Earth Imaging Journal: Remote Sensing, Satellite Images, Satellite Imagery
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NASA’s Atmospheric Infrared Sounder (AIRS) instrument captures a polar vortex moving from central Canada into the U.S. Midwest from January 20 through January 29. The illustration shows temperatures at an altitude of about 10,000 to 15,000 feet (600 millibars atmospheric pressure) above the ground.

The lowest temperatures are shown in purple and blue, and range from -40 degrees Fahrenheit (also -40 degrees Celsius) to -10 degrees Fahrenheit (-23 degrees Celsius). As the data series progresses, you can see how the coldest purple areas of the air mass scoop down into the United States.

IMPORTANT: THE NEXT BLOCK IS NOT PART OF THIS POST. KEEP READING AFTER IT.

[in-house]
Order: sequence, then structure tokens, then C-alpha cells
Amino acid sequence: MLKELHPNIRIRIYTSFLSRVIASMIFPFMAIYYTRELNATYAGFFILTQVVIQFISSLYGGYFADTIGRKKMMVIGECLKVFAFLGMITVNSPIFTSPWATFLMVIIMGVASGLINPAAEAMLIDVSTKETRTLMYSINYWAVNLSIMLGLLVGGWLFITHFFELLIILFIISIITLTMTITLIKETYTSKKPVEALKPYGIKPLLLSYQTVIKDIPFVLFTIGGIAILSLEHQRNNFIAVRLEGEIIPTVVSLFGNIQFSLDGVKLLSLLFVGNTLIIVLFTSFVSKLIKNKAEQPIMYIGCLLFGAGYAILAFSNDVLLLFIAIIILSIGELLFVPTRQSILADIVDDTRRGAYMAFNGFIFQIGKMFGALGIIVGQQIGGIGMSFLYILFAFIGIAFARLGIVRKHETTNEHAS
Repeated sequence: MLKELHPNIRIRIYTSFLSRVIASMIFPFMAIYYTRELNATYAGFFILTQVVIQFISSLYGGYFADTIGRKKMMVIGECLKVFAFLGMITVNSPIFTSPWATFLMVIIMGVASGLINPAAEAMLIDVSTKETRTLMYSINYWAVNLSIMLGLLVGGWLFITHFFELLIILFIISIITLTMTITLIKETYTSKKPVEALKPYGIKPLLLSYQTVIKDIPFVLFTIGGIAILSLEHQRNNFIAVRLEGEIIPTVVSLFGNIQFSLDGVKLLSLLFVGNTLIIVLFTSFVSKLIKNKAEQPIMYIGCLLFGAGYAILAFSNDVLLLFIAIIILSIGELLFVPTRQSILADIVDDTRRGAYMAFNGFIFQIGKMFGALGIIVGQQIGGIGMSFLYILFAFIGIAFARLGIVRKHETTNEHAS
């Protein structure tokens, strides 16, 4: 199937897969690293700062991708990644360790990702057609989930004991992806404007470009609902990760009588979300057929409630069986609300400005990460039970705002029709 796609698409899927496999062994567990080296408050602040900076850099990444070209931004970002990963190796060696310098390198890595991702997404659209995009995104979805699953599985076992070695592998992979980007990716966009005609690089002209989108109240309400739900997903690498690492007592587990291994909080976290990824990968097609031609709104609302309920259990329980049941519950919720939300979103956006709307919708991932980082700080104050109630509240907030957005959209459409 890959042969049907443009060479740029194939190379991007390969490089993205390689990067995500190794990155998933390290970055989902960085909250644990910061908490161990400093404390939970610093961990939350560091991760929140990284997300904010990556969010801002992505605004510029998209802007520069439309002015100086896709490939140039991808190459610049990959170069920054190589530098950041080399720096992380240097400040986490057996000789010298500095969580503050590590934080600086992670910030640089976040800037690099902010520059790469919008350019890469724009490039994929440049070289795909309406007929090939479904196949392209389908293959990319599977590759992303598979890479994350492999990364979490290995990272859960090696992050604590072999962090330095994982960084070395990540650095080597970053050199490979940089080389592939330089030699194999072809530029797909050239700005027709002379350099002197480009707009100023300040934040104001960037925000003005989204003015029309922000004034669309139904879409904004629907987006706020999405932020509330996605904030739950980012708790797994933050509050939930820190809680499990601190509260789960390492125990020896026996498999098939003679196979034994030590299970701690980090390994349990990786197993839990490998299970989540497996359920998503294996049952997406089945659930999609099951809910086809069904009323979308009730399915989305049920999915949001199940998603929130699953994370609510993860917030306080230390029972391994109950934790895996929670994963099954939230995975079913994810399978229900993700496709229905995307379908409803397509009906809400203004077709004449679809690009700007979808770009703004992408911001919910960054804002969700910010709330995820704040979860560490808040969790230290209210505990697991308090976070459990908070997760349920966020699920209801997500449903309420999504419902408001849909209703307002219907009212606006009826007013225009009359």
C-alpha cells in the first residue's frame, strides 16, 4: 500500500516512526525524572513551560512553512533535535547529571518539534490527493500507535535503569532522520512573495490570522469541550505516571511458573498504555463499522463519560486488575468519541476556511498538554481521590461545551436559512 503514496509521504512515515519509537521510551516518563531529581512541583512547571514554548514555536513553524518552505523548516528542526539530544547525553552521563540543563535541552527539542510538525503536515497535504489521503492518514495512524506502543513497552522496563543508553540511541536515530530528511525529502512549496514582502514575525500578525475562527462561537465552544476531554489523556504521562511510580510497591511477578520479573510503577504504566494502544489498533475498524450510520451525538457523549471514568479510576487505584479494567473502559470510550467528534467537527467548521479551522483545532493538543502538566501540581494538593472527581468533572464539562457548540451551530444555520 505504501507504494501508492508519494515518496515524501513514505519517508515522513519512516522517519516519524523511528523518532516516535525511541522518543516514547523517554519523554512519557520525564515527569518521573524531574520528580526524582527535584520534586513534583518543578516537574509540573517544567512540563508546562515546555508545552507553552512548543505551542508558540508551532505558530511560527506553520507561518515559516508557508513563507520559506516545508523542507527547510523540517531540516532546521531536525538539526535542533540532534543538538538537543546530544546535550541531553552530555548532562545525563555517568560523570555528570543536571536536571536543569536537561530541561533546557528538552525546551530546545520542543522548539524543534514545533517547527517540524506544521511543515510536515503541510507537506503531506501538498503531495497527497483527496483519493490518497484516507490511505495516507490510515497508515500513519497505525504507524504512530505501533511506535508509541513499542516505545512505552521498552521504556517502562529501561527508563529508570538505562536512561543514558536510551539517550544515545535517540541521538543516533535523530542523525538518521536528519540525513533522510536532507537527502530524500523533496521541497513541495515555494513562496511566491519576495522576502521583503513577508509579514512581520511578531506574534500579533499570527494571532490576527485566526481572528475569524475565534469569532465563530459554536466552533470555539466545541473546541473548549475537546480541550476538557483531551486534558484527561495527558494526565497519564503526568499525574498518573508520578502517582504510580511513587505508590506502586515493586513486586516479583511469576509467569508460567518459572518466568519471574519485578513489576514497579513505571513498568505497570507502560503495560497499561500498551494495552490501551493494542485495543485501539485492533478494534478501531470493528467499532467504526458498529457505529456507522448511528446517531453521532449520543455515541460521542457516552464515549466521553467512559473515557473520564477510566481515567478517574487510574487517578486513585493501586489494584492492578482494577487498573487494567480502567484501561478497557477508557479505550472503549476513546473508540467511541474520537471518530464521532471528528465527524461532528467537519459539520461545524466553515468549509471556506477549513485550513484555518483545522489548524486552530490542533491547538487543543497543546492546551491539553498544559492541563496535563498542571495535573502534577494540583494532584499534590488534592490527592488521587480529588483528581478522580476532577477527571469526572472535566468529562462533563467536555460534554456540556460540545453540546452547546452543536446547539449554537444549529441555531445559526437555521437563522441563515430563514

AIRS, in conjunction with the Advanced Microwave Sounding Unit, senses emitted infrared and microwave radiation from Earth to provide a three-dimensional look at Earth’s weather and climate. Working in tandem, the two instruments make simultaneous observations down to Earth’s surface. With more than 2,000 channels sensing different regions of the atmosphere, the system creates a global, three-dimensional map of atmospheric temperature and humidity, cloud amounts and heights, greenhouse gas concentrations, and many other atmospheric phenomena.

View the full animation here.

Image credit: NASA/JPL-Caltech AIRS Project

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